Generating a base of scientific knowledge on fish

The project “INDUCE” will produce scientific knowledge for the conservation of fish functional diversity in Senegal. Despite functional diversity being an important ecosystem service, this metric is rarely considered in the discourse. The African Institute for Mathematical Sciences, the Oceanographic Research Center of Dakar and the Leibniz Centre for Tropical Marine Research collect data to constitute the basis for the development of capacities and management strategies in support of the National Biodiversity Strategies and Action Plan (NBSAP) and sustainable blue economy activities.

Is there economic potential in algae?

The MeerWissen project “CLIMALG-SN” is implemented in Senegal and will investigate the potential of marine algae for the local economy. The project will develop a road map for policymakers, finding a balance between exploitation of seaweed and the preservation of natural seaweeds habitats as an important habitat for fish. Seaweed aquaculture cannot only be a profitable and sustainable source of income, but also a tool for carbon sequestration and nutrient uptake from over-fertilized coastal waters. The Senegalese Institute for Agricultural Research, l’Institut de recherche pour le développement Senegal and GEOMAR will update the current seaweed inventory in Senegal and assess ecological and biogeochemical interactions as well as bottlenecks in seaweed use.

Making oceanic and coastal data more easily accessible

Finally, the MeerWissen project “Pulse of the Ocean” will work in Senegal to increase the access to user-friendly data of the coastal area. By using cost-efficient devices to measure temperature, salinity and chlorophyll, the Laboratory of Atmospheric Physics and Ocean Siméon Fongang and the Alfred-Wegener-Institut Helmholtz-Zentrum für Polar- und Meeresforschung engage scientists, local authorities and beneficiaries in data sharing. The beneficiaries of this project will be coastal inhabitants, especially Senegalese fishing communities, local politicians and education hubs as universities and schools, which will be able to access and use the data via smartphone devices.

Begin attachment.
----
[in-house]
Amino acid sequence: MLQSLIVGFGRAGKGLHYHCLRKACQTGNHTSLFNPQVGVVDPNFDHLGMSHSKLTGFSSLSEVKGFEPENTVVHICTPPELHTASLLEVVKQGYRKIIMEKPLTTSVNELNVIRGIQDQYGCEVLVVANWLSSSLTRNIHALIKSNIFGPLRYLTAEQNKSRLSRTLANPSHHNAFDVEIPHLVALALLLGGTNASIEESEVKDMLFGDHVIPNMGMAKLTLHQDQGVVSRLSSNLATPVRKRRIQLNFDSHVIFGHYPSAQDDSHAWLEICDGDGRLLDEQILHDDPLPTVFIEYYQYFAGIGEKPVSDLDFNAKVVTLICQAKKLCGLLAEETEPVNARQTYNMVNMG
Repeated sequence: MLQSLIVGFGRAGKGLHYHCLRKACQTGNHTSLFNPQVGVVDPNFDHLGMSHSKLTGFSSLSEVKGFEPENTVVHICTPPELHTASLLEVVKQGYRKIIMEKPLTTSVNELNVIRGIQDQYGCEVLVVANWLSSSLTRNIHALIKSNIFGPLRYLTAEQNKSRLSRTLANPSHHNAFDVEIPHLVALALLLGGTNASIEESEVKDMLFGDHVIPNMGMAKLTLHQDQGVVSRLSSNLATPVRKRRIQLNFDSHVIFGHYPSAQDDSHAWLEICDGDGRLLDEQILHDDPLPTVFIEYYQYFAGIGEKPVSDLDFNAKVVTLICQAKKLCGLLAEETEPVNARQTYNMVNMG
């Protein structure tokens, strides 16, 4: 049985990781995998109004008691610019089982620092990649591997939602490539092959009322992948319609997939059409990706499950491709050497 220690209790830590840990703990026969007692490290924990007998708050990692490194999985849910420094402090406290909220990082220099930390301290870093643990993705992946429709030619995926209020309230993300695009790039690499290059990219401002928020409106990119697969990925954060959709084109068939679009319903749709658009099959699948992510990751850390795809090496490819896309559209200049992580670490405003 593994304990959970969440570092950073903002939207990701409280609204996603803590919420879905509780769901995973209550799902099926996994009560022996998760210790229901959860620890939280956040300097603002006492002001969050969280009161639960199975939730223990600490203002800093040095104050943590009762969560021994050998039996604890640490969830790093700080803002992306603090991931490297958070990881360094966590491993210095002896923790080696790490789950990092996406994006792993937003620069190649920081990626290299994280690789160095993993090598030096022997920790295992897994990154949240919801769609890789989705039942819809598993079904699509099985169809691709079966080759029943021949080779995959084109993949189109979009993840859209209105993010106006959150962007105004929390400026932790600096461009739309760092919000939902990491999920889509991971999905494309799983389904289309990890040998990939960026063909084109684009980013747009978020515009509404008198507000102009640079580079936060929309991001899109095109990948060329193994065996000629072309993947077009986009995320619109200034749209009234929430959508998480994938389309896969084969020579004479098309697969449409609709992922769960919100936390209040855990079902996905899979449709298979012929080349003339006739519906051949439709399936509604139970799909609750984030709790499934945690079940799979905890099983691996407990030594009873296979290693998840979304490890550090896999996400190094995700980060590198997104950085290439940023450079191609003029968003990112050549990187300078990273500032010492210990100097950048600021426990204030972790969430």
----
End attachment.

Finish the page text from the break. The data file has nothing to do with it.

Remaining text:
These six new partnership projects between African and German marine research institutions are part of a growing portfolio of MeerWissen projects all working at the interface of science and policy.  All projects aim to improve the knowledge base that countries can draw on to help formulate policies for the protection and sustainable use of the ocean. Accordingly, the projects contribute to the vision of the African Union’s “2050 Africa’s Integrated Maritime Strategy” (2012) and to the upcoming UN Decade Ocean Science for Sustainable Development (2021-2030).

About the BMZ initiative MeerWissen

The African-German Partners for Ocean Knowledge is supporting six new partnership projects between African and German marine research institutions with a thematic focus on “Strengthening biodiversity conservation in sustainable blue economy approaches in Africa”.

Over the next two years, the projects will carry out activities in Senegal, Tanzania, South Africa and Namibia. They’ll address a wide range of issues, from the protection of African penguins and related economic aspects to studies on the potential of marine algae habitats in “blue growth” strategies to improving the data basis and data management for the protection and use of marine coastal ecosystems.

For more information here.


Sven Stöbener, Advisor, /